Physicians are pretty damn good at detecting breast cancer, but they certainly aren’t perfect. Human pathologists can accurately identify the disease with 96 percent accuracy by reviewing breast biopsy samples, without even coming in contact with the patient. That’s an impressive rate, given that cancer misdiagnosis can occur up to 28 percent of the time, according to healthcare journal BMJ Quality and Safety.
But why settle for impressiveness when we can aim for perfection?
That’s the question asked by a team of scientists, who’ve trained an artificial intelligence system to detect breast cancer with near-human accuracy. The researchers from Harvard Medical School (HMS) and Beth Israel Deaconess Medical Center (BIDMC) entered their system into a competition at the International Symposium of Biomedical Imaging, walked away with a couple awards, and recently published their study online.
“We think AI has tremendous potential to improve health care, by enabling the construction of diagnostic tools to make diagnoses that are more accurate, more reproducible, and more predictive,” study co-author Andrew Beck of BIDMC told Digital Trends. “We hope these tools enable physicians to more effectively match patients to the right therapies.”
The researchers trained their system on 300 slides of lymph node biopsies, half of which contained cancerous tissue and half of which did not. A human pathologist circled each region that contained cancer and the researchers fed these images to their AI. Once the system reviewed all 300 slides, they showed it millions more with cancerous and normal patches of lymph nodes, rehashing the images that the system struggled to analyze.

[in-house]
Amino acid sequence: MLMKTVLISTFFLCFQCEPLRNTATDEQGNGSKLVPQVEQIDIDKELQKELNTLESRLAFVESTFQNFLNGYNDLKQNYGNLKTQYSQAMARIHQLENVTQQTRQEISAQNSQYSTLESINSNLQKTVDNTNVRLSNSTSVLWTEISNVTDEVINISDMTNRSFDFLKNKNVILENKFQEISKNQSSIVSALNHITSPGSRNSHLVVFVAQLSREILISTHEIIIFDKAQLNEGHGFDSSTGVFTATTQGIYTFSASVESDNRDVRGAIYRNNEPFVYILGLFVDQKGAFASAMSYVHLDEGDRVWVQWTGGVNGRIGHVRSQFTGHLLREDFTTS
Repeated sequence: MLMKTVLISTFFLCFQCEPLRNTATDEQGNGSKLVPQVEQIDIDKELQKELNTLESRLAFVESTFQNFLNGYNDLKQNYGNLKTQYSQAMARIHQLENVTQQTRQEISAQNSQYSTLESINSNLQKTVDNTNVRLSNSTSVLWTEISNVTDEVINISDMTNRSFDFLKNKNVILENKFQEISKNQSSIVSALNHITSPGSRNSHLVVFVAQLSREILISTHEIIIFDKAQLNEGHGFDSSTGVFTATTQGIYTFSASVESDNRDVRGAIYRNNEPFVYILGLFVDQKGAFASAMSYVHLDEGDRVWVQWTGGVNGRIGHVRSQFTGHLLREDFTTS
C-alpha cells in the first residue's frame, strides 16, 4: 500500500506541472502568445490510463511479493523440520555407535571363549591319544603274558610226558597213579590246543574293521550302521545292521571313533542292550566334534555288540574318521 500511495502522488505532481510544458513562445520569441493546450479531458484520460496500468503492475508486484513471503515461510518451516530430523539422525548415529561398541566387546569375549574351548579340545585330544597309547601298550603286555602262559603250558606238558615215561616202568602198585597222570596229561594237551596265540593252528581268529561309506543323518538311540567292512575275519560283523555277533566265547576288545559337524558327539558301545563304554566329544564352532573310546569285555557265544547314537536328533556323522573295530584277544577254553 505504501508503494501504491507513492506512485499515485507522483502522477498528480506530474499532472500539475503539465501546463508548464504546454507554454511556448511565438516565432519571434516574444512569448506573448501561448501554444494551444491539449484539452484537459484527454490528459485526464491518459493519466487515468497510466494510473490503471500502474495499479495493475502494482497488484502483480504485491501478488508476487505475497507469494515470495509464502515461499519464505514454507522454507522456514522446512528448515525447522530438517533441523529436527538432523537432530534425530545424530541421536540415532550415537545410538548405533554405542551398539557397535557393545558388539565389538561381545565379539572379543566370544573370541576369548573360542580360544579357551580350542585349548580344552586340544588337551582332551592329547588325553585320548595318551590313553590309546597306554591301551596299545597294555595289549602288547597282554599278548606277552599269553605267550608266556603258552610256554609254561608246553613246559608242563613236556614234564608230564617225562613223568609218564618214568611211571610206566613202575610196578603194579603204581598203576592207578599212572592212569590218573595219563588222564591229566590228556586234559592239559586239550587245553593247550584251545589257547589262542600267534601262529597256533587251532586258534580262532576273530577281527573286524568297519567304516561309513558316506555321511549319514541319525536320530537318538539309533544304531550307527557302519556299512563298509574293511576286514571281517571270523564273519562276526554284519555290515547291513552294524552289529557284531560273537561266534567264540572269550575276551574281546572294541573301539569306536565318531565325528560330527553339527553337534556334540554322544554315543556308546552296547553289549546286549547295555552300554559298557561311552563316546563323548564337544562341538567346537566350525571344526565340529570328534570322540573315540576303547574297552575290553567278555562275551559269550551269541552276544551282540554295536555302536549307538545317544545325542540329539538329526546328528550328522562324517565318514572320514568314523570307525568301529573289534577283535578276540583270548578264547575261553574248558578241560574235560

The result was an AI that could detect breast cancer with 92 percent accuracy. That’s a few percentage points short of the average pathologist but, here’s the thing, when the researchers combined their AI’s efforts with pathologists’, they could identify breast cancer with 99.5 percent accuracy.
In this case, when AI and pathologists work in conjunction, their detection nears perfection. Still, Beck sees room for improvement. “I hope to see the model performance continue to improve at this task as well as other tasks in cancer pathology,” he said, “and in parallel I hope new systems and processes are developed to enable implementation of these tools in the clinical workflow.”
That is, the AI has a lot of training ahead of it, as Beck and his team intend to feed it larger and more diverse datasets, while refining the way pathologists engage with the emerging technology.
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